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Korn urges Revenue Department to postpone cryptocurrency trading taxes


Kla Party leader Korn Chatikavanij urged the Revenue Department on Wednesday to delay taxing cryptocurrency trading until it has listened to opinions from experts.

Korn, a former finance minister, said the department should allow stakeholders to propose ideas and it should take more time to study the best way to collect taxes on cryptocurrency before it issues new regulations.

The department last week announced its plan to collect 15 per cent withholding taxes on transactions involving cryptocurrencies. The department said the loss from previous and future trading could not be cited for tax deduction. Profit from the trades throughout the year would also be added as income for paying yearly income tax, the department said.

Revenue Department director-general Ekniti Nitithanprapas said on Monday that his agency was discussing cryptocurrency tax guidelines with the Bank of Thailand, the Securities and Exchange Commission and other bodies and it was likely to issue tax rules on the crypto trade by the end of this month.

Korn said the department should also study taxing methods of other countries before making a final decision.

Apart from the capital gains tax (CGT), Korn said, traders and crypto exchange operators would also ask the department to clarify its plan to collect VAT when cryptocurrencies are used to buy goods.

Korn said the department should go in for VAT exemption when vendors accept cryptocurrencies for their goods or services because there will be double VAT charges – on goods or services as well as on the exchange of crypto into baht.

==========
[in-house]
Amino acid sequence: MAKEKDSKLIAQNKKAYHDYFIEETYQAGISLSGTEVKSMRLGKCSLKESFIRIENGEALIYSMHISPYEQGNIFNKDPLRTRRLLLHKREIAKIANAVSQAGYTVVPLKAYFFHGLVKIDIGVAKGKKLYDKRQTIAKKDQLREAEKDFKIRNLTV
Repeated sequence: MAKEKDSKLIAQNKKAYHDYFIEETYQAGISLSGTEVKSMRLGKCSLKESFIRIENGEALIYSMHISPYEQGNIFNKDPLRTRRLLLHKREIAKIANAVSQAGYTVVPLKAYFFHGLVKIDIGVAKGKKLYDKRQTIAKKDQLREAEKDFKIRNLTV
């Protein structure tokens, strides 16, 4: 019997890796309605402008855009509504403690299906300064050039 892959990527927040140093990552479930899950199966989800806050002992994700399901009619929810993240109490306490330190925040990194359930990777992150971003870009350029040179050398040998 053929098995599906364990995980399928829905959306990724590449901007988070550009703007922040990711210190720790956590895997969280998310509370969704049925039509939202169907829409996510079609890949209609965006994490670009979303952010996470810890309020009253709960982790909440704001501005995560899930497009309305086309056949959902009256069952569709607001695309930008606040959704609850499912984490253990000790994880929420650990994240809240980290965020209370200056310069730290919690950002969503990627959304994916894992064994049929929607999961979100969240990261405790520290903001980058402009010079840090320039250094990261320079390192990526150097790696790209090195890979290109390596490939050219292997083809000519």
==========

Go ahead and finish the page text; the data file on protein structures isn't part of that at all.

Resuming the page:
Korn cited three main issues for the department to study:

1) VAT and Goods and Services Tax: He said Singapore, Australia and some EU nations exempt VAT on the use of cryptocurrencies to buy goods and services.

2) Capital Gains Tax: Korn said several Asian countries, including Singapore, Malaysia and Hong Kong, do not collect CGT from cryptocurrency trading. He said these countries allow traders to calculate their profits or losses before paying annual personal income taxes.

3) Tax exemption: Korn noted that South Korea initially planned to collect 20 per cent tax on trading of cryptocurrencies with exemption for the first 2.5 million won earned. The rule was delayed to 2023 following strong opposition. Korn said the Revenue Department should also consider an amount that would be exempted from tax, such as the first Bt100,000 earned from trading in cryptocurrency.

“I don’t agree with the plan to collect this tax until the Revenue Department can clear all the doubts as mentioned,” Korn argued.

“It must also make clear how it will manage a fair tax collection from all people involved,” he added.

Published : January 12, 2022

By : THE NATION